"Declines in honey bees and other bees have received a lot of attention in recent years, but it is not generally appreciated that bee species entirely new to science are still being discovered even within our largest cities," John Ascher, a research scientist in the museum's Division of Invertebrate Zoology, was quoted as saying in a press release. "New York City has a surprising diversity of bees, with more than 250 described species recorded."
Ascher helped to collect and curate specimens of some of the new species. He leads the Digital Bee Collections Network, a collaborative project that serves as the online clearinghouse for information about the world's bee species.
The 11 new bees also include Lasioglossum ascheri, which was classified from just two specimens found in Westchester and Suffolk counties; L. katherinae from Brooklyn and Nassau County; Lasioglossum rozeni from Suffolk County; and L. georgeickworti from Queens and Nassau and Suffolk counties.
"It's remarkable that so many bees are able to live in such a major urban area," Jason Gibbs, author of the journal paper and a Cornell Univeristy researcher, was quoted as saying. "Natural areas like urban parks and rooftop and botanical gardens provide the nesting sites and floral diversity that bees need. This little bee (Gotham Bee) has been quietly living in the city, pollinating flowers in people's gardens for years. It's a pleasure to help give it some well-deserved recognition."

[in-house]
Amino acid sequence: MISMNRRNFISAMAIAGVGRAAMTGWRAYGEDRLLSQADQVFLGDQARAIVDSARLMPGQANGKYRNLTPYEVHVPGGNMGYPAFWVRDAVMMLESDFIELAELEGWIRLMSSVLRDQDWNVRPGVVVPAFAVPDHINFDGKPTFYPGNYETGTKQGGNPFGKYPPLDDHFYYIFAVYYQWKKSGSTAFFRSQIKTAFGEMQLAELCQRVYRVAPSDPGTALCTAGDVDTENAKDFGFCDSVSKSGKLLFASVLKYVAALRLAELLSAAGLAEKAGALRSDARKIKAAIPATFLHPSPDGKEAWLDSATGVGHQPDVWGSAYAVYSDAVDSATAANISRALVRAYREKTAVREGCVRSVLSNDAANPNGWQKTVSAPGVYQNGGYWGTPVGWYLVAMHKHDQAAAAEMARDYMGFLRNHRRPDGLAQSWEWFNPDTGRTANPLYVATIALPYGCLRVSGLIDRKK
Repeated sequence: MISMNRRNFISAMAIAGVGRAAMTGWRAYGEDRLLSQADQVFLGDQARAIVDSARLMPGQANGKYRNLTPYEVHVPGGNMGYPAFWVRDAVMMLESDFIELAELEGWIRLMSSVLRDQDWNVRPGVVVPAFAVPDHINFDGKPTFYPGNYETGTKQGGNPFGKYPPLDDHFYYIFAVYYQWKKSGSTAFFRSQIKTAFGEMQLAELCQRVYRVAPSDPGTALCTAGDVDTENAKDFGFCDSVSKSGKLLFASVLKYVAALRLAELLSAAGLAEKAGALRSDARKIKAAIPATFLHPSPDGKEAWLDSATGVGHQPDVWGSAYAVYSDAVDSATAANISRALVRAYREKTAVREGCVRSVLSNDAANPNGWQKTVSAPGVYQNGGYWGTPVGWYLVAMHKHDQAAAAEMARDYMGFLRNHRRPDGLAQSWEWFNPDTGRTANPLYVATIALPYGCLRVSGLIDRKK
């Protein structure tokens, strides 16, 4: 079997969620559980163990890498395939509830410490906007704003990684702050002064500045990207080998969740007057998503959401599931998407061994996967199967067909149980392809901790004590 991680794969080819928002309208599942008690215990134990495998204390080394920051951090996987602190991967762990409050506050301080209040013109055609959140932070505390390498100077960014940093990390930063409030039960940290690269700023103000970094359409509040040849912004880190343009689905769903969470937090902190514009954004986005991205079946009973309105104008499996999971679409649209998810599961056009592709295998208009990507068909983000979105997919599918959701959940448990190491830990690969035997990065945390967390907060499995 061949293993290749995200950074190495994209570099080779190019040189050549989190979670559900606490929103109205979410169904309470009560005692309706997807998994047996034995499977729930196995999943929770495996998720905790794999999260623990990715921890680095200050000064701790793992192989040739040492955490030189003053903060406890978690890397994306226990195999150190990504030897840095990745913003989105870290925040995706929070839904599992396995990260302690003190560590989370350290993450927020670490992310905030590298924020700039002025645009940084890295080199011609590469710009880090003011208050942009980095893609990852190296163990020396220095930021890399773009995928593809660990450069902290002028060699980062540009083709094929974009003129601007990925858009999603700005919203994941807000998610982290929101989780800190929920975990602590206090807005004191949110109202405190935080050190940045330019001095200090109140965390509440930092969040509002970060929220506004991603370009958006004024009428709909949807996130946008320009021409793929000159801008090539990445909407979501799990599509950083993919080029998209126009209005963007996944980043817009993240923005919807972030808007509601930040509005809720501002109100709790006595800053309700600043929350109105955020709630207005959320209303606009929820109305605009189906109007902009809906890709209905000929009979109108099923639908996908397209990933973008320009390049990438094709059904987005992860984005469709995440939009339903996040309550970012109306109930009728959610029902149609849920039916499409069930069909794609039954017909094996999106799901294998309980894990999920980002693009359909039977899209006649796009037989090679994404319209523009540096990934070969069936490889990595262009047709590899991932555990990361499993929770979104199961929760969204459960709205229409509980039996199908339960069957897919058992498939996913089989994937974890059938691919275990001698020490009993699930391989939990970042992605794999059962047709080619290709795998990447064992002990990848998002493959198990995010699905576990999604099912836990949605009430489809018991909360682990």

Over the past decade there's been renewed interest in bees, partly because of a complex problem called Colony Collapse Disorder, which has killed countless bees in recent years. These buzzing insects are the most important pollinators in the Northeastern United States, fertilizing plants as they fly from flower to flower on pollen-collecting missions.
The discovery of new bee species in New York City and the vicinity highlights the need for additional study of native bee diversity across the country, Gibbs believes.
"There are many more new species in the United States that remain to be described," he said. "These new species are just the tip of the iceberg."
Information about the new bee species and all others from the eastern United States is available through the biodiversity web portal Discover Life.